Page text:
The Guerrilla Girls article, though it was full of statistics, did mention some interesting insight. (Not to dismiss the statistics – I just don’t want to comment on them here.) The author said that the more people are informed of an issue, the more they will want to act on it “(hopefully.)” This is another thing we mentioned in class. Protest art may be helpful for spreading awareness, but it’s hard to see any direct effects of it. I also questioned its importance in my curiosity page this quarter. However, I feel that the Guerrilla Girls are a unique case, since, like in the author’s case, many people were not aware or conscious of the problem the artists addressed. I feel like a lot of protest art protests things that many people know are wrong, but the Guerrilla Girls really brought a new issue to light. I think that this, in addition to their angry attitude, is what makes them an effective group.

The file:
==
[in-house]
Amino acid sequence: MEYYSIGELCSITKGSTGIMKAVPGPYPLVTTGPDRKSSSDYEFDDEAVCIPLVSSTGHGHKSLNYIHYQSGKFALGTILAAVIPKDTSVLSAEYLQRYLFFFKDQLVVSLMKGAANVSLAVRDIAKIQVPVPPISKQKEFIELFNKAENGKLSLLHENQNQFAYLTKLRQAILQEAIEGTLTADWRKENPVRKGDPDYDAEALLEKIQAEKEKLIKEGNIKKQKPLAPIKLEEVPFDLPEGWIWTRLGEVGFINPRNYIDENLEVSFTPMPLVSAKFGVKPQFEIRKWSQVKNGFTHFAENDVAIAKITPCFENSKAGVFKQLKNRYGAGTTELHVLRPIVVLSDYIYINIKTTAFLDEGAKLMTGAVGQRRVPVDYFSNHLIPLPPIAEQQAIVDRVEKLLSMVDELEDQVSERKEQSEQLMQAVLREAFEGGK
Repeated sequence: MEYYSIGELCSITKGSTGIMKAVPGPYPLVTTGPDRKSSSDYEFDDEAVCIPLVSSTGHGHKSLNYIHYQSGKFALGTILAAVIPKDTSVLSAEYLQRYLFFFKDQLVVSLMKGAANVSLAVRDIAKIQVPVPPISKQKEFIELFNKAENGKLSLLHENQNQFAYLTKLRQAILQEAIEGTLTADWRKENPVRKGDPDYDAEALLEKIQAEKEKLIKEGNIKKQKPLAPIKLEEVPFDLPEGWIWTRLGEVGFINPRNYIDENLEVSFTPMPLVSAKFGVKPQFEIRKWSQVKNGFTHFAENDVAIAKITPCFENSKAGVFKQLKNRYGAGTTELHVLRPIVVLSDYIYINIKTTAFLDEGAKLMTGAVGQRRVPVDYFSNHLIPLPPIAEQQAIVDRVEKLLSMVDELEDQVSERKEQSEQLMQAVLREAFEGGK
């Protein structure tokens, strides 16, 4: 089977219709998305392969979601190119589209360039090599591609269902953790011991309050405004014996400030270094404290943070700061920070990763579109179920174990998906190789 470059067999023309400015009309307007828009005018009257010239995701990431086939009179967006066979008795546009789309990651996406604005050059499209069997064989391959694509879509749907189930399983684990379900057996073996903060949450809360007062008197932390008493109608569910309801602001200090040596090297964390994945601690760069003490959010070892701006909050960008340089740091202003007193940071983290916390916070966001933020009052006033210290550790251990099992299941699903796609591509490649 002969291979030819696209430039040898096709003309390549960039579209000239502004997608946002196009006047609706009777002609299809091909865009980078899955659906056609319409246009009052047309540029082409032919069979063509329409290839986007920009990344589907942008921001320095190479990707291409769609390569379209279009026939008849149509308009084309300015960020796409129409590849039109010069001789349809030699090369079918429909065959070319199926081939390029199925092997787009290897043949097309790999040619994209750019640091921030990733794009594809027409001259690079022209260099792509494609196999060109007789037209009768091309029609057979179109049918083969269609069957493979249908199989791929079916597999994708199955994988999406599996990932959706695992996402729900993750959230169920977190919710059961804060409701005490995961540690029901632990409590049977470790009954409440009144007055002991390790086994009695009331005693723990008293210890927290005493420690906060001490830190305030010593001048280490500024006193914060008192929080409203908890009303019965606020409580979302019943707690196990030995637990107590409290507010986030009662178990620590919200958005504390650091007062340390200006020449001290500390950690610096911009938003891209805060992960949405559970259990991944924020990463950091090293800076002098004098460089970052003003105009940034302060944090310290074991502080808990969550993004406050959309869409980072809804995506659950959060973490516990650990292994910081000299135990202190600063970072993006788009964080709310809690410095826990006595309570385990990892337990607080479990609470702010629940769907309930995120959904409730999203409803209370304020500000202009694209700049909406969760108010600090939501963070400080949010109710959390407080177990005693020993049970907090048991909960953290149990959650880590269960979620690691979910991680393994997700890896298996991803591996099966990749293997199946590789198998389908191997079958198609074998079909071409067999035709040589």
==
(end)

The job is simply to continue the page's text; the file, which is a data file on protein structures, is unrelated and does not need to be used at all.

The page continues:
I want to do something like my summer project but as always it's hard to come up with ideas. I can come up with WHAT I want to draw (e.g. "my character Jen looking intimidating after a fight") but not HOW to draw it (e.g. "what should the angle be? what pose should she be in? what should she be wearing? how should it be cropped? what colors should i use? how can i make it more interesting than just a person standing on a page?) so that's why it's so hard for me to come up with ideas.